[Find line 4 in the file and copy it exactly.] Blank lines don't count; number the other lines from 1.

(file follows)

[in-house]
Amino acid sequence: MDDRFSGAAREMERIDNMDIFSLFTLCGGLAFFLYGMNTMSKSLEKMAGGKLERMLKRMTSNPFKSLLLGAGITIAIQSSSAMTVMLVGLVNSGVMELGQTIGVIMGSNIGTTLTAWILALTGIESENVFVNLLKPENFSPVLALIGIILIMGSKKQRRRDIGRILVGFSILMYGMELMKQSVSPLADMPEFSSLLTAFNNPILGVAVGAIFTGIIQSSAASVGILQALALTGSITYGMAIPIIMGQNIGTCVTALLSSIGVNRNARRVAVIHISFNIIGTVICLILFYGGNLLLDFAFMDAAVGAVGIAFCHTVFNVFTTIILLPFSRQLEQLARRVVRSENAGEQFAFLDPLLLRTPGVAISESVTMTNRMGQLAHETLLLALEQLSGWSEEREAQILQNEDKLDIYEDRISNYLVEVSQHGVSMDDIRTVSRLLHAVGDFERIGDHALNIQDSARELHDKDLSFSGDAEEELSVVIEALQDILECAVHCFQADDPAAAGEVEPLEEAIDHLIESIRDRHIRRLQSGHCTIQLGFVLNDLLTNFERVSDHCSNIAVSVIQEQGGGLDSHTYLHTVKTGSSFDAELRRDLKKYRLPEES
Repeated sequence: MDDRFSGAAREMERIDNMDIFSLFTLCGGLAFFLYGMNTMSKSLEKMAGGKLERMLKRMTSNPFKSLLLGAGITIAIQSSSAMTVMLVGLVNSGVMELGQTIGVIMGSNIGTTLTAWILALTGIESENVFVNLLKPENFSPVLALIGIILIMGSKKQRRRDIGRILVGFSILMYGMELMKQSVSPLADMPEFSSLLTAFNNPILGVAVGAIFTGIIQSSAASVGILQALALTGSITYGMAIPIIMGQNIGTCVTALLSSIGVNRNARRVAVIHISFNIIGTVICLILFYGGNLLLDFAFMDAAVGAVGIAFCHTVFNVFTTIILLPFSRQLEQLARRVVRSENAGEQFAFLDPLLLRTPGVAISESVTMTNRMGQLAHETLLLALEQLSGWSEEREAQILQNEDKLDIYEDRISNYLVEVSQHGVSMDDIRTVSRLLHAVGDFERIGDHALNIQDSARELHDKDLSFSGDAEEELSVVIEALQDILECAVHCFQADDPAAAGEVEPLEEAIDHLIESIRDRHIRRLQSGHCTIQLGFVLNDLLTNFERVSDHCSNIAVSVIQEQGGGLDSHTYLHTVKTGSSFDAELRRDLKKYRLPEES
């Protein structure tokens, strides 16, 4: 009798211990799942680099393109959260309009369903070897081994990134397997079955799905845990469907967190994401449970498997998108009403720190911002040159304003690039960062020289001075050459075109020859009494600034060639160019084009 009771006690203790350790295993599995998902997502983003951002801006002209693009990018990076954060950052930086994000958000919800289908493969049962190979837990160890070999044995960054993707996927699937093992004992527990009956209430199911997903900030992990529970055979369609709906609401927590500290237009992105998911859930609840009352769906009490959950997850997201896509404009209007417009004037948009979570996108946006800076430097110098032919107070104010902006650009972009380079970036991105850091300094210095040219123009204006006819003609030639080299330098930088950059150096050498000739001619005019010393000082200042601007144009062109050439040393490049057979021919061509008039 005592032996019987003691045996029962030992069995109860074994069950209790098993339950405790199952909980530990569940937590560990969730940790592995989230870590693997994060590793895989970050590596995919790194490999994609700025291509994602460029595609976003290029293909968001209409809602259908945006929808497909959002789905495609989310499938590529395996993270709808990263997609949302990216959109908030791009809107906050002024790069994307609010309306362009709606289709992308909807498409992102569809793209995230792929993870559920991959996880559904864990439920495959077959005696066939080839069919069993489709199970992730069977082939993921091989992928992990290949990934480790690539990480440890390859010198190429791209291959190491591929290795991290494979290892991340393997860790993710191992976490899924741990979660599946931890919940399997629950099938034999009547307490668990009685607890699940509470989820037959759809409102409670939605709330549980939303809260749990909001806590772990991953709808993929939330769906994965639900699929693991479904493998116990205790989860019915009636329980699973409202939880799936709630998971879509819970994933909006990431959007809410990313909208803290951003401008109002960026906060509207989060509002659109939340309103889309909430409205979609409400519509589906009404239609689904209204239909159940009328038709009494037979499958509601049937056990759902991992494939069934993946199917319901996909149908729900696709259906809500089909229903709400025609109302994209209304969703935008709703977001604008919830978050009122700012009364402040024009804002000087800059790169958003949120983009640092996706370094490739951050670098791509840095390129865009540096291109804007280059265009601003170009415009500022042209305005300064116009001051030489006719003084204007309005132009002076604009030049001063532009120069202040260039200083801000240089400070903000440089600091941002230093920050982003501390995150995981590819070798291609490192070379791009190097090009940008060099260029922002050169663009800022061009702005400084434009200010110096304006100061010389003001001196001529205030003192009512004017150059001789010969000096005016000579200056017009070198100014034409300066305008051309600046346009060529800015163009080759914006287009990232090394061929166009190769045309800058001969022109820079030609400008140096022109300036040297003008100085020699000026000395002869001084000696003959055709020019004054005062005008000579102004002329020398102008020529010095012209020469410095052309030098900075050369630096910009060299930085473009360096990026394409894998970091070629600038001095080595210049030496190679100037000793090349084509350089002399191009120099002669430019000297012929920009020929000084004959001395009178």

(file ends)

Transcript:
């Protein structure tokens, strides 16, 4: 009798211990799942680099393109959260309009369903070897081994990134397997079955799905845990469907967190994401449970498997998108009403720190911002040159304003690039960062020289001075050459075109020859009494600034060639160019084009 009771006690203790350790295993599995998902997502983003951002801006002209693009990018990076954060950052930086994000958000919800289908493969049962190979837990160890070999044995960054993707996927699937093992004992527990009956209430199911997903900030992990529970055979369609709906609401927590500290237009992105998911859930609840009352769906009490959950997850997201896509404009209007417009004037948009979570996108946006800076430097110098032919107070104010902006650009972009380079970036991105850091300094210095040219123009204006006819003609030639080299330098930088950059150096050498000739001619005019010393000082200042601007144009062109050439040393490049057979021919061509008039 005592032996019987003691045996029962030992069995109860074994069950209790098993339950405790199952909980530990569940937590560990969730940790592995989230870590693997994060590793895989970050590596995919790194490999994609700025291509994602460029595609976003290029293909968001209409809602259908945006929808497909959002789905495609989310499938590529395996993270709808990263997609949302990216959109908030791009809107906050002024790069994307609010309306362009709606289709992308909807498409992102569809793209995230792929993870559920991959996880559904864990439920495959077959005696066939080839069919069993489709199970992730069977082939993921091989992928992990290949990934480790690539990480440890390859010198190429791209291959190491591929290795991290494979290892991340393997860790993710191992976490899924741990979660599946931890919940399997629950099938034999009547307490668990009685607890699940509470989820037959759809409102409670939605709330549980939303809260749990909001806590772990991953709808993929939330769906994965639900699929693991479904493998116990205790989860019915009636329980699973409202939880799936709630998971879509819970994933909006990431959007809410990313909208803290951003401008109002960026906060509207989060509002659109939340309103889309909430409205979609409400519509589906009404239609689904209204239909159940009328038709009494037979499958509601049937056990759902991992494939069934993946199917319901996909149908729900696709259906809500089909229903709400025609109302994209209304969703935008709703977001604008919830978050009122700012009364402040024009804002000087800059790169958003949120983009640092996706370094490739951050670098791509840095390129865009540096291109804007280059265009601003170009415009500022042209305005300064116009001051030489006719003084204007309005132009002076604009030049001063532009120069202040260039200083801000240089400070903000440089600091941002230093920050982003501390995150995981590819070798291609490192070379791009190097090009940008060099260029922002050169663009800022061009702005400084434009200010110096304006100061010389003001001196001529205030003192009512004017150059001789010969000096005016000579200056017009070198100014034409300066305008051309600046346009060529800015163009080759914006287009990232090394061929166009190769045309800058001969022109820079030609400008140096022109300036040297003008100085020699000026000395002869001084000696003959055709020019004054005062005008000579102004002329020398102008020529010095012209020469410095052309030098900075050369630096910009060299930085473009360096990026394409894998970091070629600038001095080595210049030496190679100037000793090349084509350089002399191009120099002669430019000297012929920009020929000084004959001395009178």